Friday, April 16, 2010

Neil Young 35: Prairie Wind

Things were suddenly quiet on the Neil front halfway through the new decade. Another step toward a possible Archives realization came with the release of Greatest Hits. Eleven of the 16 songs came from the fertile two-year period from Everybody Knows This Is Nowhere to Harvest, and only one song each from the ‘80s and ‘90s. Meanwhile, in the real world, he had just completed recording a country album when he had an aneurysm. Plus, his father died.
Prairie Wind is more easy listening in the mode of Comes A Time, Harvest Moon and Silver & Gold. Recorded entirely in Nashville, the sound is predominantly acoustic, with the occasional fuzzy steel guitar and and the Memphis Horns adding more soul than was on Are You Passionate?
“The Painter” opens the proceedings with a portrait of an artist utterly devoted to her craft. Is he singing about Joni, his daughter Amber, or himself? “No Wonder” sports a classic plucked acoustic intro before a lyric influenced by current events gets swept away by a truly picturesque soundscape underpinned by organ and slide. “Falling Off The Face Of The Earth” is a timely reminder to tell your loved ones how you feel, just in case you leave them first. “Far From Home” is one of the jauntiest celebrations of youth and death we can think of. The mood turns to sweeter reverie on “It’s A Dream”, which may or may not be real.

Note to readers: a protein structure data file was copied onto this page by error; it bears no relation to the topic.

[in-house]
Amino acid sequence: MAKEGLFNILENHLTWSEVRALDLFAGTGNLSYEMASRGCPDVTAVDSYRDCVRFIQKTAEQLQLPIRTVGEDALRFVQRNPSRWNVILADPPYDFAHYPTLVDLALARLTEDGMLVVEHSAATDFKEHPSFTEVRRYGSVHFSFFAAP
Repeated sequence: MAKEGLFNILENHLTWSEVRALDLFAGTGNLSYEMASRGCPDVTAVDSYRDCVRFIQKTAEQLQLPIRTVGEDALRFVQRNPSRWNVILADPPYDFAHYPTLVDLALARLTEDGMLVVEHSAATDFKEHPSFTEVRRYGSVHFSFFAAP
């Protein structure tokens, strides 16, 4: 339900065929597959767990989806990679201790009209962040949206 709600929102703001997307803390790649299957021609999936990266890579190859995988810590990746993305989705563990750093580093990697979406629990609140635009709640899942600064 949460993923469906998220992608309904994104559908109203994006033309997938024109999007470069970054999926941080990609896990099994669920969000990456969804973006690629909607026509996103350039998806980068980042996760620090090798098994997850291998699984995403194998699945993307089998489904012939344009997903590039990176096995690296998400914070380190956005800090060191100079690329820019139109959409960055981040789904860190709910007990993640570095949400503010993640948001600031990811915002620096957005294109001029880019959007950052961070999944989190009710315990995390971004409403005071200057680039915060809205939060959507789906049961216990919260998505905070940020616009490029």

The title track rumbles across the same three chords for six minutes, with an acknowledgement that his father was about to die. “Here For You” brings us back to Harvest Moon territory, followed by a tribute to “This Old Guitar”. Elvis Presley is eulogized in one-liners for “He Was The King”, and just when you think this trip has gone off the map, it ends with a prayer of sorts. “When God Made Me” is a perfect distillation of “Imagine” and “Blowin’ In The Wind”, and while it might not become a standard, it is a bold yet obvious statement of the role of the individual in an increasingly uncertain world.
Prairie Wind didn’t break down any doors, but is the sound of a man determined to keep doing what he does, when he wants to, how he wants to. Neil knew he wouldn’t be around forever, and perhaps having glimpsed his own mortality, he also threatened to start putting out the long-promised Archives the following year. That didn’t exactly happen.

Neil Young Prairie Wind (2005)—3

1 comment:

  1. I saw the accompanying documentary film, "Heart of Gold", in the theater. The first half of the live performance of most of the album, while the second is of a whole bunch of classics. There are also powerful interviews with Neil and his first wife (and backing musician) Pegi. Whatever opinion a Young fan might have of the album, anybody should definitely check out the movie.